Mekong River countries disagree over controversial Lao dam

Deutsche Presse Agentur 25 April 2011

Bangkok - The Mekong River Committee on Tuesday failed to reach a common agreement on a 3.5-billion-dollar dam proposed by Laos, which environmentalists warn could have a disastrous impact on downstream countries.

Representatives from Cambodia, Thailand and Vietnam called for a postponement of construction of the Xayaburi dam - a joint venture between the Lao government and Thailand's Ch Karnchang construction company - until more thorough environmental impact studies are conducted.

But Laotian officials insisted at the meeting that there was no reason to delay the project further.

Lacking a consensus, the four-country Mekong River Committee agreed to defer any decision on the dam to a ministerial level meeting, scheduled in October or November, chairman Te Navuth said by telephone from Vientiane.

While the committee allows the discussion of common concerns, it is ultimately up each of the countries to decide whether to go ahead with hydro-power projects on their part of the Mekong, South-East Asia's longest waterway.

"It is up to the government of Laos to decide on this," Navuth said of the Xayaburi project.

Laos, an impoverished land-locked communist country, sees hydro-power as its future engine of growth, with at least six dams planned on the Mekong mainstream.

Vietnam, which relies heavily on the Mekong for fisheries and irrigation, is more concerned about the environmental impact of such dams.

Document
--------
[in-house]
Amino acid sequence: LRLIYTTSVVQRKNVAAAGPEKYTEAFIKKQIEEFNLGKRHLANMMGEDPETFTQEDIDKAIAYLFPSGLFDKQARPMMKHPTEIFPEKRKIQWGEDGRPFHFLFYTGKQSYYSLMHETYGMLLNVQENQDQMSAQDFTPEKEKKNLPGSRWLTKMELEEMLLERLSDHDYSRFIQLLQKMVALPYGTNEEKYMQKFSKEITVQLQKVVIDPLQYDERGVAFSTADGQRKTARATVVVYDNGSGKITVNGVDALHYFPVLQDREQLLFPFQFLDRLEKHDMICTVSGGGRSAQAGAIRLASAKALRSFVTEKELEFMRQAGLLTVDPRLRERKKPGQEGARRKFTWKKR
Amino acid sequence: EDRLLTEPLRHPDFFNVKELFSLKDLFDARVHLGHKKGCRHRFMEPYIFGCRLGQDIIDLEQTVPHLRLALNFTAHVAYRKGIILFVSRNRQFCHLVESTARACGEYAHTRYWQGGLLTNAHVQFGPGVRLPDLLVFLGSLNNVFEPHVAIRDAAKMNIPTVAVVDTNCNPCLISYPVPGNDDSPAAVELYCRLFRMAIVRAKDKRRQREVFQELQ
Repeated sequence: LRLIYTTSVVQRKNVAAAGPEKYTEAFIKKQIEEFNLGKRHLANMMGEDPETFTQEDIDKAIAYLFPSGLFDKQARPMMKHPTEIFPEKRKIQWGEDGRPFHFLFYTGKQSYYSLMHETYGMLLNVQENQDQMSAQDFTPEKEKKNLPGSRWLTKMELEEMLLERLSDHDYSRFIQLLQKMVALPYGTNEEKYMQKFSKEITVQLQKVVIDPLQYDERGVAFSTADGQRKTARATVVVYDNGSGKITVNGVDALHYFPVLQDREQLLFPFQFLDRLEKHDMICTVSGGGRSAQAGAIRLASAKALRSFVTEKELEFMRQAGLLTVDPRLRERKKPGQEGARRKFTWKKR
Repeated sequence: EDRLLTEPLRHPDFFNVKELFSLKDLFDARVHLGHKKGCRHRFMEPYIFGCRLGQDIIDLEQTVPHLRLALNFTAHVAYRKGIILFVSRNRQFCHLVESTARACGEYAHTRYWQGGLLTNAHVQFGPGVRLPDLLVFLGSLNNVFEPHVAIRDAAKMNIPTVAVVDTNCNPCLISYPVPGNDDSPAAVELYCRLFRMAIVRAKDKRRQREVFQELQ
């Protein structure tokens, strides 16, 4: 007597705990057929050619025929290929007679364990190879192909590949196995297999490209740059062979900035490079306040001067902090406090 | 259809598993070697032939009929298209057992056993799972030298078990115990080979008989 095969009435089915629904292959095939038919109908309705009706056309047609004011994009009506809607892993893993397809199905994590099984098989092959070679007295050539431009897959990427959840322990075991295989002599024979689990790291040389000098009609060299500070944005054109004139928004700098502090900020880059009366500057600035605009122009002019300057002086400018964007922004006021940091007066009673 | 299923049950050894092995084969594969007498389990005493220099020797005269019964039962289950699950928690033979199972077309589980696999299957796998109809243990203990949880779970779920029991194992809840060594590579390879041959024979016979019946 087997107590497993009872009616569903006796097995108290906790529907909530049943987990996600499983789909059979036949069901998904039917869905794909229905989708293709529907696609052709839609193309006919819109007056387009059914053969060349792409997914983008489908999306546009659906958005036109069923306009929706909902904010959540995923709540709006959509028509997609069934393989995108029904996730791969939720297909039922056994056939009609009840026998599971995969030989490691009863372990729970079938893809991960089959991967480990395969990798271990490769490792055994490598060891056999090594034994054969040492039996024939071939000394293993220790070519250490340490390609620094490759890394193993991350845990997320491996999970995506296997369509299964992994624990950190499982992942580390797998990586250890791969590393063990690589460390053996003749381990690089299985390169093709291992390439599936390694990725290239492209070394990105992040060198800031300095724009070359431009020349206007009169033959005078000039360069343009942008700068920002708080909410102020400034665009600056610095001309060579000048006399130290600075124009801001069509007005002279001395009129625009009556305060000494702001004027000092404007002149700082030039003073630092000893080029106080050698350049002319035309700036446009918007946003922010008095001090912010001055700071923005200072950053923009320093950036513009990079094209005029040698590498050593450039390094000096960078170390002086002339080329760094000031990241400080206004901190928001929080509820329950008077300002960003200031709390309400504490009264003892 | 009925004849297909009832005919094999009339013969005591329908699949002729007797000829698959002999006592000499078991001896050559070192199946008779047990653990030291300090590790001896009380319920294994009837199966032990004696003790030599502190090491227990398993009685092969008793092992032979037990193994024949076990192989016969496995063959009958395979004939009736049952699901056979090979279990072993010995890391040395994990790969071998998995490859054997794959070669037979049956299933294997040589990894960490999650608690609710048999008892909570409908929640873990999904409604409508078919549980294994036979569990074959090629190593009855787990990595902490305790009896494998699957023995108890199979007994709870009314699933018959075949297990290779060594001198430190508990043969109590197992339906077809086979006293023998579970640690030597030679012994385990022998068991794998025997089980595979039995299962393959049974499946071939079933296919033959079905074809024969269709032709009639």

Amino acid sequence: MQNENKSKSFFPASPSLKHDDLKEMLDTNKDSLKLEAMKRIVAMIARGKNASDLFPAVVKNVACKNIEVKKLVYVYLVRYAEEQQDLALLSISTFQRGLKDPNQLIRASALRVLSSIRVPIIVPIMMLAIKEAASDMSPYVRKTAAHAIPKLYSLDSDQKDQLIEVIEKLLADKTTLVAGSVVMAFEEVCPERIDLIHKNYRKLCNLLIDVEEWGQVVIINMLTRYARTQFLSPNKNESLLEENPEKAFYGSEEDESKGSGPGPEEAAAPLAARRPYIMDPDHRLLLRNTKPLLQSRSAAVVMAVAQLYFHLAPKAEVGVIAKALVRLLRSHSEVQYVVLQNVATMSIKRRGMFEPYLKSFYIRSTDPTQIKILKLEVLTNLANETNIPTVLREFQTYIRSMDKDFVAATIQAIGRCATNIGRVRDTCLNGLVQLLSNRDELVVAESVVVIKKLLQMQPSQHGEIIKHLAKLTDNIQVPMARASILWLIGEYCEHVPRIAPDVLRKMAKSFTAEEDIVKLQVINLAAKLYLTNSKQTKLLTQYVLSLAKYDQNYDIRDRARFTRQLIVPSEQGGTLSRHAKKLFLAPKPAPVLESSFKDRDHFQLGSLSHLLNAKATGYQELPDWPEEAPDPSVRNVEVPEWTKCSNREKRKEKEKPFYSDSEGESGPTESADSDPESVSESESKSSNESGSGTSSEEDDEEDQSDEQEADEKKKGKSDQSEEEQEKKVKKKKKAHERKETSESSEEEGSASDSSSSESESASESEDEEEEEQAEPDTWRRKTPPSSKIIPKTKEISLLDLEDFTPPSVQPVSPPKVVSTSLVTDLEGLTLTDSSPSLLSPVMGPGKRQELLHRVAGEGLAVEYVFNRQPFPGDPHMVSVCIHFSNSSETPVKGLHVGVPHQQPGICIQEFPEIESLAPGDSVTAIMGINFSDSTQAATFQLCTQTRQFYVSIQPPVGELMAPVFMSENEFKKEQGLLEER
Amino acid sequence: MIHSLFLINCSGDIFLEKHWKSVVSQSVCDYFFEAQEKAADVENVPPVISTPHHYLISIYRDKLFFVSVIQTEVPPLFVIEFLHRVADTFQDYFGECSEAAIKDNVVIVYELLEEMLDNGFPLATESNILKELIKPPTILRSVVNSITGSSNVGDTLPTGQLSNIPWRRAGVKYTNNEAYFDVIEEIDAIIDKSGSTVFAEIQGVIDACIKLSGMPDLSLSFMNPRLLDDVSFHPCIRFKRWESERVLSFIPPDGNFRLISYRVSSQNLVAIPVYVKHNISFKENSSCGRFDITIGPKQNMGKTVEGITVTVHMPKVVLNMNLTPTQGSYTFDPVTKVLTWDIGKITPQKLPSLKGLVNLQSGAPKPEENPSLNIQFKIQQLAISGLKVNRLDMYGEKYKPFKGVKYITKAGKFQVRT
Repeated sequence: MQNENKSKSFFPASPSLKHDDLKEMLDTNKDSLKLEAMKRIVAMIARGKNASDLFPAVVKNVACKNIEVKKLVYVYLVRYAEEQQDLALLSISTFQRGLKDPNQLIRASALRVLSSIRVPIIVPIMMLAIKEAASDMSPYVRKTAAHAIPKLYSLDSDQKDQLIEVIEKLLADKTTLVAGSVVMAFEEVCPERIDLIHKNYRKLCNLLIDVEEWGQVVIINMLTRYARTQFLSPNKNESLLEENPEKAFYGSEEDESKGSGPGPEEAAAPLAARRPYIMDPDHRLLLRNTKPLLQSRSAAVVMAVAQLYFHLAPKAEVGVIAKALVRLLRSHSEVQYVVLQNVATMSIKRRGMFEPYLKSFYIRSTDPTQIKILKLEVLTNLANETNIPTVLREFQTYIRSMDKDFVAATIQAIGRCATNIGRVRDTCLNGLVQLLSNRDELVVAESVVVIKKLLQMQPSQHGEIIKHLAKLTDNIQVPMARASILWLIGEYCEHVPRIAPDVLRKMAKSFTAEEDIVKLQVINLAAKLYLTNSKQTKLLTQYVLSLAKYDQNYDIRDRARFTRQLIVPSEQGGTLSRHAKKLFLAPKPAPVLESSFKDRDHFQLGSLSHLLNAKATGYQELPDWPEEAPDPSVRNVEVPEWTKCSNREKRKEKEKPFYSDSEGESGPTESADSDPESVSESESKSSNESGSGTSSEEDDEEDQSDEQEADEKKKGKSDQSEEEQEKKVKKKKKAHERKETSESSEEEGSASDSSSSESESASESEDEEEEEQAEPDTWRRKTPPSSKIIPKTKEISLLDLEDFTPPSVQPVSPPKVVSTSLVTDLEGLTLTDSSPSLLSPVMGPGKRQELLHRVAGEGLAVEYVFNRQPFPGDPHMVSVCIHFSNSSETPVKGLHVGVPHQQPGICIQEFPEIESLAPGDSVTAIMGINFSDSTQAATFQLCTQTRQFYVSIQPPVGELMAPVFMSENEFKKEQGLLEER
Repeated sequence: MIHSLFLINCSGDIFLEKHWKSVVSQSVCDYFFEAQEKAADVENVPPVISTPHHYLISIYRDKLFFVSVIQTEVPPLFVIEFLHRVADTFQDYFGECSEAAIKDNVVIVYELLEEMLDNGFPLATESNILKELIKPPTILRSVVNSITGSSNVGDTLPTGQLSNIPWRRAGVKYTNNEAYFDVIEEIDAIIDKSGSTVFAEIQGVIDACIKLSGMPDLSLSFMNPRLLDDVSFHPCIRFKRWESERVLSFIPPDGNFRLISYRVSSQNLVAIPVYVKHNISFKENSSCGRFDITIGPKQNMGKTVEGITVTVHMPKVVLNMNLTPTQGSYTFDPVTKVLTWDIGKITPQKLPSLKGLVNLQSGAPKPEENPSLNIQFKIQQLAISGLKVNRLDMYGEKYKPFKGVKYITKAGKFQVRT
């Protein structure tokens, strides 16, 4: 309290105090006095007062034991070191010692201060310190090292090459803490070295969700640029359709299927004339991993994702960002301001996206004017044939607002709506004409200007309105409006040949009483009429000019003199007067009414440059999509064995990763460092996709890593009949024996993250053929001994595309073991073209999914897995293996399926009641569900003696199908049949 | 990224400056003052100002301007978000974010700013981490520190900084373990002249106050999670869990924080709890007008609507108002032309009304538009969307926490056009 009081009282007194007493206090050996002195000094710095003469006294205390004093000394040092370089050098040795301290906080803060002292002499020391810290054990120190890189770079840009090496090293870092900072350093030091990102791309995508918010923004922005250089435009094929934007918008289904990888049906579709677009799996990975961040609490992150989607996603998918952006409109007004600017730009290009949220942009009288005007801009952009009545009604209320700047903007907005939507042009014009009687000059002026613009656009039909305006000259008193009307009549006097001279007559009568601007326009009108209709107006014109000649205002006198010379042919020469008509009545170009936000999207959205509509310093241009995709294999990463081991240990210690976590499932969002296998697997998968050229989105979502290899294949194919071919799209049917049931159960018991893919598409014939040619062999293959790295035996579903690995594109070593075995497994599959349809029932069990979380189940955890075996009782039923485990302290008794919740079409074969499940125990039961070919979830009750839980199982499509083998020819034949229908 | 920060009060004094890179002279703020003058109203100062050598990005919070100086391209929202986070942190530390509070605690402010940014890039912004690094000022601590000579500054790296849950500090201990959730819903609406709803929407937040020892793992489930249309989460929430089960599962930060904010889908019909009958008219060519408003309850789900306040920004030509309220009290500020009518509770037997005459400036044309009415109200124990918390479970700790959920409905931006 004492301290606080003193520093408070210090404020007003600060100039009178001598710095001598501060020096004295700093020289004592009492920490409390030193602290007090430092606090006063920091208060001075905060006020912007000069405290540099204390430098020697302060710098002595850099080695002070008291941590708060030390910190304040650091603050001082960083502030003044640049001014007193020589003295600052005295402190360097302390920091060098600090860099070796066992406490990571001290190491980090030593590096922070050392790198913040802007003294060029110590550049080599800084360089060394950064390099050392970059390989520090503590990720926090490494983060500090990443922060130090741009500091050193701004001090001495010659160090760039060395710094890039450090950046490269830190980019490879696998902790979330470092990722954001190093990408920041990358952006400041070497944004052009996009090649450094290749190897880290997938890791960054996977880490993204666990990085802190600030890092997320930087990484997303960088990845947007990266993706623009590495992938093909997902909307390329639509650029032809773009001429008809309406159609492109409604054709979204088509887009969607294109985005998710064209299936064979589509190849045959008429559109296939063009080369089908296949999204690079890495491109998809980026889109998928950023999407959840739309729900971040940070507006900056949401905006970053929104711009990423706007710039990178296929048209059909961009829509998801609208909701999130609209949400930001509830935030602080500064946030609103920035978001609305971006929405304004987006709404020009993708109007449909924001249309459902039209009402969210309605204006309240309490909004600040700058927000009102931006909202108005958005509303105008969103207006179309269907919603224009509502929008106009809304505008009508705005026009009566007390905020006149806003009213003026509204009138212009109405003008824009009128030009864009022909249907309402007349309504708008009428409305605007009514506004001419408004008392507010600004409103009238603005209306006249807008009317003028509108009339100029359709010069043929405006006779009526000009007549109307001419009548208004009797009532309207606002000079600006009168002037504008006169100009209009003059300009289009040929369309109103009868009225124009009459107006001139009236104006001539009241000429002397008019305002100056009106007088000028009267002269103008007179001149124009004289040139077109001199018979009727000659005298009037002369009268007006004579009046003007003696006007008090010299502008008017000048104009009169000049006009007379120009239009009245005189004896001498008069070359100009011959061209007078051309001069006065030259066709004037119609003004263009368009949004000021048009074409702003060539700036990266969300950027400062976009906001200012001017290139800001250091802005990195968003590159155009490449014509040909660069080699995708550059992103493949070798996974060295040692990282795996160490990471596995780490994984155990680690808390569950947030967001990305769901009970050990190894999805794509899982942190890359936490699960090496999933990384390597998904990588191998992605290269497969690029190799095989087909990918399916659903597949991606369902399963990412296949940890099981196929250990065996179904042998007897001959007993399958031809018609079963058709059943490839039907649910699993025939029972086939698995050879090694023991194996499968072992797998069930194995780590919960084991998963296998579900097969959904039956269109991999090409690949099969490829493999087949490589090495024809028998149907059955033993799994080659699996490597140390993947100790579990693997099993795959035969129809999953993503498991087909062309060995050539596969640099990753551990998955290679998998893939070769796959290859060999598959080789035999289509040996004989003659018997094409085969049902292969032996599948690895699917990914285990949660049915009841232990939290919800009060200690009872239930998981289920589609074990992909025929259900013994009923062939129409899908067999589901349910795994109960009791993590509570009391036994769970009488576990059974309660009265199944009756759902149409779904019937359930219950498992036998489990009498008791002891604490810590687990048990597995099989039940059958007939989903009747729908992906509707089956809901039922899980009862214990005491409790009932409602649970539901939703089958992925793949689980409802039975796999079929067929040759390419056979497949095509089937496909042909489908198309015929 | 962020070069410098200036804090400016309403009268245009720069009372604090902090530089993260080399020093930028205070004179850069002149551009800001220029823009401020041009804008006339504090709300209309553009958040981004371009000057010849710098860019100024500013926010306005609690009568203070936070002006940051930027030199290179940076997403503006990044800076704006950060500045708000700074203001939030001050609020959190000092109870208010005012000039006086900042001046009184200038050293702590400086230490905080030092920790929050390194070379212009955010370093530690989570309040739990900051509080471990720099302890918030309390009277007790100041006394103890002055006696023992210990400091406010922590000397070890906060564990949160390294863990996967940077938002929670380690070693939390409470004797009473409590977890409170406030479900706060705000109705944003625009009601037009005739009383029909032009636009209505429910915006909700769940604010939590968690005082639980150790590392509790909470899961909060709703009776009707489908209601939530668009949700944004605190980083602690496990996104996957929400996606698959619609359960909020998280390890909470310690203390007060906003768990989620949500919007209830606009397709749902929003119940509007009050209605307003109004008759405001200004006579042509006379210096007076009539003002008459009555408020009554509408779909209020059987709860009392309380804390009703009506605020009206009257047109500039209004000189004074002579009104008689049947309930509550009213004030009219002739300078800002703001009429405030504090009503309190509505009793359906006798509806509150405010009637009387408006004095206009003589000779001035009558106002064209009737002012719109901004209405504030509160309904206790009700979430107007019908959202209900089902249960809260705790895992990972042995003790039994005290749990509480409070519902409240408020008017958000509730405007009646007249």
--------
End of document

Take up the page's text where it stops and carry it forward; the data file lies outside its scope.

Hanoi recommended a ten-year moratorium on all lower Mekong dam construction.

"The deferment should be positively seen as a way to provide much-needed time for riparian governments to carry out comprehensive and more specific quantitative studies on all possible cumulative impacts," said Le Duc Trung, head of the Vietnamese delegation.

The Xayaburi project is one of 11 dams proposed on the lower Mekong River.

The environmental group World Wide Fund for Nature (WWF) warned that the dam's environmental impact assessment was "woefully inadequate and fell well below international standards for such studies."

The WWF and 263 international non-governmental organisations have joined the Vietnamese call for a 10-year moratorium and full impact assessments.

Environmentalists said they fear that the Xayaburi dam would disrupt fish migrations in the lower Mekong, which would have devastating impacts on food supplies for millions of people.

China has already built four hydropower dams in Yunnan province on the upper Mekong, projects that have also been criticised by environmental groups and downstream governments.